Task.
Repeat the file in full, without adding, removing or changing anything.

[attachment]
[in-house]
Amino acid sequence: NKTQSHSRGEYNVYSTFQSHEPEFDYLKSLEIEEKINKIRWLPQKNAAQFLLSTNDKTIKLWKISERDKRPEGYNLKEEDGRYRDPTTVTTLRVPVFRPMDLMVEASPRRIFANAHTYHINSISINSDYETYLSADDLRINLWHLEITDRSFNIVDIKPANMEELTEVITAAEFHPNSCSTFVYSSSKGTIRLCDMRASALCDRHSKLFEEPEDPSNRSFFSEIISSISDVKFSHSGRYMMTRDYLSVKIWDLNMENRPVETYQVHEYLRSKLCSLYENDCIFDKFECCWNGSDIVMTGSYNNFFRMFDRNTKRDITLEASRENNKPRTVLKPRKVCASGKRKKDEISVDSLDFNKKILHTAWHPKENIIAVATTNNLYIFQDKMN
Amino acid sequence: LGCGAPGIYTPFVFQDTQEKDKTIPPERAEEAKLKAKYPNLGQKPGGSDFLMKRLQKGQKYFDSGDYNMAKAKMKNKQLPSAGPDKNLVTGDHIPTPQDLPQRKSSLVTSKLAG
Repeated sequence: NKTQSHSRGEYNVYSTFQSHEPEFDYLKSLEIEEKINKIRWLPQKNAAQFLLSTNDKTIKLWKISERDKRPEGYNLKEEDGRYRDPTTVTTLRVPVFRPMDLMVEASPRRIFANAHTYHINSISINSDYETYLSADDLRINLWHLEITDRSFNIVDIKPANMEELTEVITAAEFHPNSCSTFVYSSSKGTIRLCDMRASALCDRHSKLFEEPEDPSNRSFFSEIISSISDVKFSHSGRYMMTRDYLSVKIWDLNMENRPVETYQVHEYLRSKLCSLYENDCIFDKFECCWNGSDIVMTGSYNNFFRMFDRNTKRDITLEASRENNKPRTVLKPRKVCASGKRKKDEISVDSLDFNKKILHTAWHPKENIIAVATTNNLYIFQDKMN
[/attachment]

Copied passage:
[in-house]
Amino acid sequence: NKTQSHSRGEYNVYSTFQSHEPEFDYLKSLEIEEKINKIRWLPQKNAAQFLLSTNDKTIKLWKISERDKRPEGYNLKEEDGRYRDPTTVTTLRVPVFRPMDLMVEASPRRIFANAHTYHINSISINSDYETYLSADDLRINLWHLEITDRSFNIVDIKPANMEELTEVITAAEFHPNSCSTFVYSSSKGTIRLCDMRASALCDRHSKLFEEPEDPSNRSFFSEIISSISDVKFSHSGRYMMTRDYLSVKIWDLNMENRPVETYQVHEYLRSKLCSLYENDCIFDKFECCWNGSDIVMTGSYNNFFRMFDRNTKRDITLEASRENNKPRTVLKPRKVCASGKRKKDEISVDSLDFNKKILHTAWHPKENIIAVATTNNLYIFQDKMN
Amino acid sequence: LGCGAPGIYTPFVFQDTQEKDKTIPPERAEEAKLKAKYPNLGQKPGGSDFLMKRLQKGQKYFDSGDYNMAKAKMKNKQLPSAGPDKNLVTGDHIPTPQDLPQRKSSLVTSKLAG
Repeated sequence: NKTQSHSRGEYNVYSTFQSHEPEFDYLKSLEIEEKINKIRWLPQKNAAQFLLSTNDKTIKLWKISERDKRPEGYNLKEEDGRYRDPTTVTTLRVPVFRPMDLMVEASPRRIFANAHTYHINSISINSDYETYLSADDLRINLWHLEITDRSFNIVDIKPANMEELTEVITAAEFHPNSCSTFVYSSSKGTIRLCDMRASALCDRHSKLFEEPEDPSNRSFFSEIISSISDVKFSHSGRYMMTRDYLSVKIWDLNMENRPVETYQVHEYLRSKLCSLYENDCIFDKFECCWNGSDIVMTGSYNNFFRMFDRNTKRDITLEASRENNKPRTVLKPRKVCASGKRKKDEISVDSLDFNKKILHTAWHPKENIIAVATTNNLYIFQDKMN